‘What did they do’ by Boris Slutsky

What did they do

with the relatives of Christ?

What did they do with them?

No written source

will tell you a damned thing –

nothing but crossings out, emptiness.

What the hell did they do with them?

 

What did they do

with those simple people,

simple craftsmen, men who worked on the land?

Were all marched off to some nearby wilderness,

lined up and machine-gunned?

 

Whatever happened then, two centuries later

there were no demands for compensation or calls for revenge?

Total posthumous rehabilitation of Jesus

led to no rehabilitation of kin.

 

And now flowers are growing from the relatives of Christ.

Below them lie depths, above them rise heights,

yet world history had found no place

for those relatives of Christ.

 

by Борис Абрамович Слуцкий (Boris Abramovich Slutsky)

(1977)

translated by Robert Chandler

 

‘Gotta keep living, though I’ve died twice’ Osip Mandelstam

Gotta keep living, though I’ve died twice,

and water’s driving the city crazy:

how beautiful, what high cheekbones, how happy,

how sweet the fat earth to the plough,

how the steppe extends in an April upheaval,

and the sky, the sky – pure Michelangelo…

 

by Осип Эмильевич Мандельштам (Osip Emilyevich Mandelshtam. His surname is commonly latinised as Mandelstam)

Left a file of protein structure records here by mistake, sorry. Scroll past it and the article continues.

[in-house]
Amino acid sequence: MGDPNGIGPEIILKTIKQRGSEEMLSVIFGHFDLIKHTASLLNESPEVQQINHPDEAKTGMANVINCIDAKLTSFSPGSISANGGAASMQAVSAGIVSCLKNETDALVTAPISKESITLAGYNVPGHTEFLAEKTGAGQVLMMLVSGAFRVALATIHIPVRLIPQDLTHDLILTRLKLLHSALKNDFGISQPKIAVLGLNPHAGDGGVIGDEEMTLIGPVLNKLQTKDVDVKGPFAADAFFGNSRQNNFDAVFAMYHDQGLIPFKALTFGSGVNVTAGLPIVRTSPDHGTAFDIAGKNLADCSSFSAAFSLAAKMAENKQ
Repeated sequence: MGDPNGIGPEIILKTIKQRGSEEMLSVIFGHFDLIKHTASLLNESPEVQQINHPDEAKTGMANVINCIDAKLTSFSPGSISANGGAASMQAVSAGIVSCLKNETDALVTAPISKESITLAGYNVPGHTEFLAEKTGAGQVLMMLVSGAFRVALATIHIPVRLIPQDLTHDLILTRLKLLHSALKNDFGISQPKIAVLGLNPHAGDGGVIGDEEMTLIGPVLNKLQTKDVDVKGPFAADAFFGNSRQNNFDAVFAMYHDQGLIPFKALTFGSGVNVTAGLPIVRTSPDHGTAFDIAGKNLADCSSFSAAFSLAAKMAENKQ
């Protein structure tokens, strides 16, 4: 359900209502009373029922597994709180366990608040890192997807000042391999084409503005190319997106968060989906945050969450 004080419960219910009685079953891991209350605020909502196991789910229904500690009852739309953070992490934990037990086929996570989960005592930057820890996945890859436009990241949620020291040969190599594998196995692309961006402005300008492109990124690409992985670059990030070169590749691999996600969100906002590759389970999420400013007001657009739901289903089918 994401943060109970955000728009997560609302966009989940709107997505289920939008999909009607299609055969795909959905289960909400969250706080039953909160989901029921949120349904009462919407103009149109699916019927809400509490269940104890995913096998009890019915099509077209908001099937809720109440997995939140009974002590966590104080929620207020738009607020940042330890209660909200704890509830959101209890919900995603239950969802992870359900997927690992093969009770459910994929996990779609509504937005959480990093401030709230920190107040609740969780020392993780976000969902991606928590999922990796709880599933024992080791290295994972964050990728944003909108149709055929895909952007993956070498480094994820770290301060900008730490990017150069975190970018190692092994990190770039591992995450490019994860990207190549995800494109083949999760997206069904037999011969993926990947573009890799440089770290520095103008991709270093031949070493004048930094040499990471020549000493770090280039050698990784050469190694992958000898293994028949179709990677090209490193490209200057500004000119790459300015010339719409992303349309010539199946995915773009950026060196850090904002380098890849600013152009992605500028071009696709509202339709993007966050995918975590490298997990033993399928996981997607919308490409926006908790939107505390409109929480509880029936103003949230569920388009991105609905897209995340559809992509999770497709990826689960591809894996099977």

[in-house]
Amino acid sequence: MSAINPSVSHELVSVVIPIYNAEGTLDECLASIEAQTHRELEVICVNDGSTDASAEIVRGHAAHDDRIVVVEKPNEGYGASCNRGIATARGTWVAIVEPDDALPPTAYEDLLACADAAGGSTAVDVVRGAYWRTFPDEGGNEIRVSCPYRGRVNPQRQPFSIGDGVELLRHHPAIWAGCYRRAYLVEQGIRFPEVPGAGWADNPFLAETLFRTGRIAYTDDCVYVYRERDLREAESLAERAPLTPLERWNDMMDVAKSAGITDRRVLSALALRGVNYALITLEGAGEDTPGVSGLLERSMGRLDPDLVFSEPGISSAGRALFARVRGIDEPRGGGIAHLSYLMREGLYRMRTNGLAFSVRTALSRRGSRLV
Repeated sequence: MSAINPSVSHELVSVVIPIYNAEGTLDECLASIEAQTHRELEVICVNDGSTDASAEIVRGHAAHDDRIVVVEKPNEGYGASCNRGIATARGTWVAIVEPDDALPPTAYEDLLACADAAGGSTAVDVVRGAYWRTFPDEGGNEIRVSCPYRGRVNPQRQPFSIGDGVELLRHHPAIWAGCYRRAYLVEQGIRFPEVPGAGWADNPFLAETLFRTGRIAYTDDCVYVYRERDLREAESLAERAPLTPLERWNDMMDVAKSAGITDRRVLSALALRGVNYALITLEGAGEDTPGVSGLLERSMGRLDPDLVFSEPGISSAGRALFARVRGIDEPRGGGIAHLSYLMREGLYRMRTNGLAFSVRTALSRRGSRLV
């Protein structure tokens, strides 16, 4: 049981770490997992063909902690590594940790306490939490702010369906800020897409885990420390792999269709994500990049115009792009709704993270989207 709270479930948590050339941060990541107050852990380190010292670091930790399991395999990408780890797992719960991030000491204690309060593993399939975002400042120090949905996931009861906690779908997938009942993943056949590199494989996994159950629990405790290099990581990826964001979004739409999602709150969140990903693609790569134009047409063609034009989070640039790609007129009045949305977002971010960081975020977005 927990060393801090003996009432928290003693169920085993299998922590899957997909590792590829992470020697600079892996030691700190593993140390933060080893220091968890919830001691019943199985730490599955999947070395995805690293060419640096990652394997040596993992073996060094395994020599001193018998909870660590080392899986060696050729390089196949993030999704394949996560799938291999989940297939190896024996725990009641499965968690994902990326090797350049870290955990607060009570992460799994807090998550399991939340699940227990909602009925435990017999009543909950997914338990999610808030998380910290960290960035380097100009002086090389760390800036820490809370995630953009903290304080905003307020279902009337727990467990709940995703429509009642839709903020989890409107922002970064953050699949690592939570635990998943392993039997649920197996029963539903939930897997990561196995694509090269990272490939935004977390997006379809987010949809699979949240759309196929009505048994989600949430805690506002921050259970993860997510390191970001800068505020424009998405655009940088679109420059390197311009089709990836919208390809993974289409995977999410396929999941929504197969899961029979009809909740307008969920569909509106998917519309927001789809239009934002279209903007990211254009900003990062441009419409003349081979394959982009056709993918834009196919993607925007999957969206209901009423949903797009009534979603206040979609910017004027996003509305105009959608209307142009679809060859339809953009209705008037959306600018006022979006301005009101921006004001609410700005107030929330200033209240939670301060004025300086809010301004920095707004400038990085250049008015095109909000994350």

(1935)

translated by Andrew Davis

‘No, not the moon – the bright face of a clock’ by Osip Mandelstam

No, not the moon – the bright face of a clock

glimmers to me. How is it my fault

that I perceive the feeble stars as milky?

And I hate Batyushkov’s unbounding arrogance:

What time is it? Someone simply asked –

and he replied to them: eternity!

 

by Осип Эмильевич Мандельштам (Osip Emilyevich Mandelshtam. His surname is commonly latinised as Mandelstam)

(1912)

translated by Boris Dralyuk


Fun fact: Such an exchange did occur between Konstanin Batyushkov and his doctor and in his poem ‘For The Tombstone of a Little Girl’ he imagined a dead baby saying to her parents ‘Dear ones, don’t cry! / Envy my ephemerality; / I did not know this life, / And know eternity’ (translation by Peter France).